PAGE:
Thursday, April 7, 2016

Vindland Interview

For those that have never heard of you before, can you tell us a little bit about the band?
The band was formed in 2005 in Paimpol, which is a small coastal city in western France, in a region called Britanny. It has a strong cultural identity which has roots in Celtic heritage. The story of the band’s formation is quite classic: we all met in high school and found common interest in Black Metal. I guess we also all shared a level of frustration that’s suitable for that kind of creativity. We started playing together and after we covered a few of our then-favorite bands (Dimmu Borgir, Mayhem, etc…) we quickly moved on with our own compositions.

Recently you have released a new album, how would you describe the musical sound that is presented on the recording and also how does it differ from the stuff you have released in the past?
First and foremost I think the sound and the production is a lot better, our previous recording had a very poor production and we never really promoted it because of that. The compositions on the new album are also more structured, less repetitive and more personal, even though I am sure a warned ear is able to point out what are our main influences are. We always cared about the quality of the melodies and the riffing, and more than ever in this new album we strived to never give in to the easy option of having recycled or “filler” riffs. I think the melodies and riffs in this new album almost always succeed to be both deeply emotional, epic and “unheard before”. Rhythmically speaking there are also a bit more of complexity, although we always try to keep complexity as mean to an end.

This is the first album to be released in 7 years, can you tell us a little bit more about what has been going on during that time frame?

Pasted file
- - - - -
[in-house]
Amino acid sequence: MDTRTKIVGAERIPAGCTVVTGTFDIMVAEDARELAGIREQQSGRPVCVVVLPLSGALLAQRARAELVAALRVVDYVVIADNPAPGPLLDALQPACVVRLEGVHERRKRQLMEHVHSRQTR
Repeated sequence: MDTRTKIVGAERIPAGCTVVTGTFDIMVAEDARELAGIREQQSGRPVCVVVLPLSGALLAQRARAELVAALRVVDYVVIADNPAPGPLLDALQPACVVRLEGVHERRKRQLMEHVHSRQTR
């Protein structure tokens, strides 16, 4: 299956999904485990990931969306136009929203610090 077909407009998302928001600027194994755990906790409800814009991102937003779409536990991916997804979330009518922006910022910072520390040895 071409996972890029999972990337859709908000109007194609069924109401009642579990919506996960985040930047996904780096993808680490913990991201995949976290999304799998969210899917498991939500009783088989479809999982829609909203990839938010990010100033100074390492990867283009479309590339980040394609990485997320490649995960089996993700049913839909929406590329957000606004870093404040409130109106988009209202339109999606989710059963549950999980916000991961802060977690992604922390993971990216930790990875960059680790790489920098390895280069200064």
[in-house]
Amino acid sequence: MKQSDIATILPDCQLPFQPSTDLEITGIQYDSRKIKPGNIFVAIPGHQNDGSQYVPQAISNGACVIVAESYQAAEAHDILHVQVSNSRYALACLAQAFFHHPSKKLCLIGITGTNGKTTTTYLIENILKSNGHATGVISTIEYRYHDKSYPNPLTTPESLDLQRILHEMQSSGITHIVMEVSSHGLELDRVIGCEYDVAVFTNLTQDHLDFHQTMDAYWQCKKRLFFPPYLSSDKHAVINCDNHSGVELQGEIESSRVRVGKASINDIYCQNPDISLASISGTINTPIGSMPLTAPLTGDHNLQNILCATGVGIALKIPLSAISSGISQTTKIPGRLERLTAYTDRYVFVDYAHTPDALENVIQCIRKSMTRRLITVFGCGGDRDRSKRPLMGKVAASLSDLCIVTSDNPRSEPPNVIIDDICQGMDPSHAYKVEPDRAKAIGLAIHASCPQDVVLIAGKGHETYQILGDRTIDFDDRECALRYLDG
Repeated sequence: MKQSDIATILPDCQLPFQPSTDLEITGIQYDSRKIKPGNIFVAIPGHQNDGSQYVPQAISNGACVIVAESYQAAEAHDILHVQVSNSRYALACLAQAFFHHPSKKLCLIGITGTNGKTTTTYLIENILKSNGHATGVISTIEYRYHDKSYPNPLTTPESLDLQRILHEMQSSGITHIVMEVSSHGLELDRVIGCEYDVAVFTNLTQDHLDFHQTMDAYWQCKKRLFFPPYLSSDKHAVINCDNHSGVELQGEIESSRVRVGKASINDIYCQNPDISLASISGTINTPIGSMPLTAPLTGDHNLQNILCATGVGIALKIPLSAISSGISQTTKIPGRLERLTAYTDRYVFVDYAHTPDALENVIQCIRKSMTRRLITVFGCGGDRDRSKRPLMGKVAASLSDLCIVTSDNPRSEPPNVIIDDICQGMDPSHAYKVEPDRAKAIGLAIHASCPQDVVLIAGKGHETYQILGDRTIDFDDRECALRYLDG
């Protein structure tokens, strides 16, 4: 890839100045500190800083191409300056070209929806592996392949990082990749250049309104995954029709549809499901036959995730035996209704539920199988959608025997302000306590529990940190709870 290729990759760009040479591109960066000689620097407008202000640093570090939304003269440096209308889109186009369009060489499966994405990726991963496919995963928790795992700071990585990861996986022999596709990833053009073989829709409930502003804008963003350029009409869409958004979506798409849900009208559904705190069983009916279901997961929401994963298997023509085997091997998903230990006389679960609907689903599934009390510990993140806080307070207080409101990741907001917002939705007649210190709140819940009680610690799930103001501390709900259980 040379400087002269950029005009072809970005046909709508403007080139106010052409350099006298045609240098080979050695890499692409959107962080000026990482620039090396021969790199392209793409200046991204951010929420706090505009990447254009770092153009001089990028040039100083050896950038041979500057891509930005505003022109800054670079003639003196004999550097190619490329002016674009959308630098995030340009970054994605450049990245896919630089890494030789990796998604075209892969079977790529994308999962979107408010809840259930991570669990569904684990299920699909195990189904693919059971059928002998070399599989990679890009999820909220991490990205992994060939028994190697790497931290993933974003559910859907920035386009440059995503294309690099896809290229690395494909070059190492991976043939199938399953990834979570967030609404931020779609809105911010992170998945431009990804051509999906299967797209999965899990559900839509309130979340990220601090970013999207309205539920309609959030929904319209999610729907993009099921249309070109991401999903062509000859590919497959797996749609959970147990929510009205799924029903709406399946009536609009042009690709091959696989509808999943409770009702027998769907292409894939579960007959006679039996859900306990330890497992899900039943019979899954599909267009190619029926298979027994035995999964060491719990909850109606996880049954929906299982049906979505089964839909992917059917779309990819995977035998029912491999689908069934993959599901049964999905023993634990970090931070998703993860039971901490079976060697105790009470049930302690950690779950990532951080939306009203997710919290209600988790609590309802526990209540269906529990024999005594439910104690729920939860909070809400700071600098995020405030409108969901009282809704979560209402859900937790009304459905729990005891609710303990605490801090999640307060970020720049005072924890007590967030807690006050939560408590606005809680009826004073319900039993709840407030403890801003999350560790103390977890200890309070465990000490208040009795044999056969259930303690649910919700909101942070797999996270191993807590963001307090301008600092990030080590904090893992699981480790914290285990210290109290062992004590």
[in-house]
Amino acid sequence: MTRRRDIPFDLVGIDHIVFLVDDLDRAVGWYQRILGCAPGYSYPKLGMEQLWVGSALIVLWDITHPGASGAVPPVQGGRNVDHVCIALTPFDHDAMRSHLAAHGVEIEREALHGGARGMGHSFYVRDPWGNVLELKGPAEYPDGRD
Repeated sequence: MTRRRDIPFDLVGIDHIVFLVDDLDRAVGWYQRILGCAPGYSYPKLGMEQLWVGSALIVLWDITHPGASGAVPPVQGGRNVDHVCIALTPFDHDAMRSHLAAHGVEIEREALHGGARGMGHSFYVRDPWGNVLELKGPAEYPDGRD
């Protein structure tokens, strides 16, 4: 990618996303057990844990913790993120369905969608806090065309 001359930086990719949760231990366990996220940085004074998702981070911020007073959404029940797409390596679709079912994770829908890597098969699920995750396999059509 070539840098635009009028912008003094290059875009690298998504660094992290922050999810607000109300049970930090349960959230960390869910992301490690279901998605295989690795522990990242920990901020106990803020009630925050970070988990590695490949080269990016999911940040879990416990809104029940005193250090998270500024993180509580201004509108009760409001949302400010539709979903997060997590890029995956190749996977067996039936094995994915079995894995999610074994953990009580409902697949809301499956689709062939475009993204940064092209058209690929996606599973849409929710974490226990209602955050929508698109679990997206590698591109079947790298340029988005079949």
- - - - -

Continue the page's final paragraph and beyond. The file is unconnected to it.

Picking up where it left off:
I think the main fact is that I started living in Finland in 2010. It became obvious that the distance was a big problem to exist as a band. At the time Marc (the drummer) and I were also session members of Belenos. I had to also quit Belenos for the same reasons. However I never really stopped composing. Composition is for me a long process as I am rarely satisfied with what I come up with. I think a long period of composition is needed to come up with something both unique, emotional and catchy. So yeah, I think that the composition process could have been faster, but not a lot faster.

Your lyrics cover Nature and Nordic Folklore, can you tell us a little bit more about your interest in these topics?
I guess at the beginning we admired so much the Nordic Bands that we thought that the only topics suitable for a metal song would be Nordic-Related. We still admire the Nordic metal but I think we are more influenced by our own surroundings and our own lifestyle. For example the life in our small town, with lots of alcohol and frustration, deeply marked us when we were young and are still a part of us. We all were very much alike in a sense that, back then, not much made sense except maybe drinking heavily and listening/playing black metal. The lyrics deal with nature in a very abstract way, mainly in the relation between the men and their nature in pre-capitalistic times. In those time men had a close and symbolic relation to their environment.

What is the meaning and inspiration behind the name 'Vindland'?
At first we wanted to call it Vinland because it is both one of the first territories discovered by the Vikings in america and also a famous fishing area where 18th and 19th century fishermen from Paimpol (our birthtown) used to spend months to fish the “morue” (“cod” in English). I think the idea of sailing far away, surrounded by the nature still translate a romantic living that’s adequate to our music. On a side note, the woman that’s photographed on the artwork of the last album is a widow mourning her husband who died during one of these fishing trips.
After that I read somewhere that one alternative spelling for that region was “Vindland”, and we thought it simply sounded better. Although now I think maybe Vinland is maybe closer to the reality because we all drink a lot of wine (Wine is Vin in French)!!

What are some of the best shows that the band has played over the years and also how would you describe your stage performance?